The company has fully allocated its first two funds with 12 LPs, Hinkly said.

Fund 1 ($85m) is fully deployed with two of the LPs. Two realizations have come from that fund to date: the sale of United Hydrogen Group in Tennessee to Plug Power and the sale of Hyatt Hydrogen to Fortescue Future Industries.

Fund 2 ($315m) is fully allocated with 12 LPs, including the two from Fund 1. The portfolio includes 21 companies across the hydrogen value chain (ammonia for transport, liquefaction, electrolyzer production, compressor technology, etc.) at the seed, Series A and Series B stages.

“We believe we have a very differentiated set of capabilities and experiences because we are singularly focused on the hydrogen value chain,” Hinkly said.

The firm’s LPs include AngloAmerican, Equinor, Implats, Mitsubishi, Nyso Climate Investments, Pavilion Capital, Plastic Omnium, Public Investment Corporation, Sparx, Sumitomo, and Yara International.

Strategic advice need apply

In the near-term AP Ventures can offer deal flow, opportunities within portfolio companies for various professional services, and an understanding of the progression of hydrogen businesses for later-stage investors, Hinkly said.

Transactions to date have been conducted bilaterally with external legal counsel, Hinkly said. AP Ventures has yet to engage a financial advisor for that purpose.

“If you want to know about hydrogen and hydrogen deal flow, AP Ventures sees most of it,” Hinkley said. “We bring with us an ecosystem of fairly regular co-investors who are similarly interested in hydrogen.”

Co-investors include Amazon, Mitsuibishi, Chevron and Aramco.

Some of the firm’s more mature companies will take on strategic consulting services as they prepare for larger fundraising, Hinkly said.

“Clearly there are a series of advisory services that our portfolio companies require as they raise capital or subsequently look to acquire or be acquired,” he added.

Later-stage investors are keen to understand the development of AP’s portfolio, Hinkly said. Topco equity and larger-scale infrastructure investors have collaborative relationships with the firm as they prepare to acquire its portfolio companies in the future.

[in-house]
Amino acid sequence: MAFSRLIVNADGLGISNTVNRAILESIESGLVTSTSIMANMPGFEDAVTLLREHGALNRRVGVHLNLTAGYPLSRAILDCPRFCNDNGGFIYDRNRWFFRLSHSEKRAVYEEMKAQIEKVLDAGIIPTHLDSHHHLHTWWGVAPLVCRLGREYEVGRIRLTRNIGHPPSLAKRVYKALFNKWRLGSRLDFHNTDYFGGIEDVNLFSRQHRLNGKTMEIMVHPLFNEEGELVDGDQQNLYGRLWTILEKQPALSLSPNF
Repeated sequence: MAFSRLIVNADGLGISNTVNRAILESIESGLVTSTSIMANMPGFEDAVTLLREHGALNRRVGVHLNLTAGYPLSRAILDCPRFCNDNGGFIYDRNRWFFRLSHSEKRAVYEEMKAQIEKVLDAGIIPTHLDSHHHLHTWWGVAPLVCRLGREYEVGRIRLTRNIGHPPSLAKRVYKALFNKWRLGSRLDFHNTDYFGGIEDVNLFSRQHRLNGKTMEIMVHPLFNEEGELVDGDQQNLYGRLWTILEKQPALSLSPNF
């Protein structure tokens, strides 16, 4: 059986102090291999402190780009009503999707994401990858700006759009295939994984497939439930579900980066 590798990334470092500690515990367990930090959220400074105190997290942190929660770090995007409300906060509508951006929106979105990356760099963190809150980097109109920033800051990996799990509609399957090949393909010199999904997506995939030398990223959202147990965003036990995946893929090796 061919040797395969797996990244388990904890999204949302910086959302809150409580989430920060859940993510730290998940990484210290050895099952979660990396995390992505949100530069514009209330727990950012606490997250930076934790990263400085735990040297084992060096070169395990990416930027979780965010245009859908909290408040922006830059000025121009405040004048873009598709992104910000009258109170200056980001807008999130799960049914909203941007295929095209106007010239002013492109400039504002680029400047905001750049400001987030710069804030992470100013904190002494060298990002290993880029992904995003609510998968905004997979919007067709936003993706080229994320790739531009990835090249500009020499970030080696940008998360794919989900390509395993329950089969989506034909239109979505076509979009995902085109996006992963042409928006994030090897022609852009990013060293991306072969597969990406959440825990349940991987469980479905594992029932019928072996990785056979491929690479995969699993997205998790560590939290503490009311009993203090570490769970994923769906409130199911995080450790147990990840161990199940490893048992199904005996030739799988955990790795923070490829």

“We have a common interest in the continued development and maturity of the companies we’re investing in,” Hinkly said. “We have an ever-increasing roster of later-stage private equity investors who have a desire to maintain a dialog with us and to be introduced to our portfolio companies on a regular basis.”

New world opportunities

US portfolio companies could be in greater need of strategic advisory services in the near term than some of AP’s European holdings, Hinkly said.

The firm is looking to establish offices in the US with an eye on Denver and Houston, Hinkly said.

Greater support for hydrogen in the US under the IRA means European companies within AP Ventures’ portfolio are also looking to establish themselves in the US.

In terms of a target market, AP Ventures is particularly interested in Texas, which Hinkly said he expects will be the hydrogen capital of the world. Existing infrastructure, human capital and enormous wind and solar resources pair well with a willingness to build out the industry there, he said.

AP will continue investing in the full hydrogen value chain as it has been for years, identifying weak spots in the chain to strengthen the industry, Hinkly said. But moving forward, the firm would like to invest in carbon capture utilization and storage as well.

Scaling up with the industry

As the hydrogen industry grows and its portfolio companies scale, there is significant opportunity for AP Ventures to grow and provide more financing, Hinkly said.

“There is a huge requirement for capital and we are knowledgeable, very knowledgeable, of where good opportunities exist,” he said.

The nature of the firm’s early contracts gives them preferential access to those opportunities in some cases as well. Whether that would be best done directly with a new fund or partnership with a firm with complementary skills is an open question.

“That strategic question is one that’s frankly ahead of us this year.”

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Inside Intersect Power’s green hydrogen plans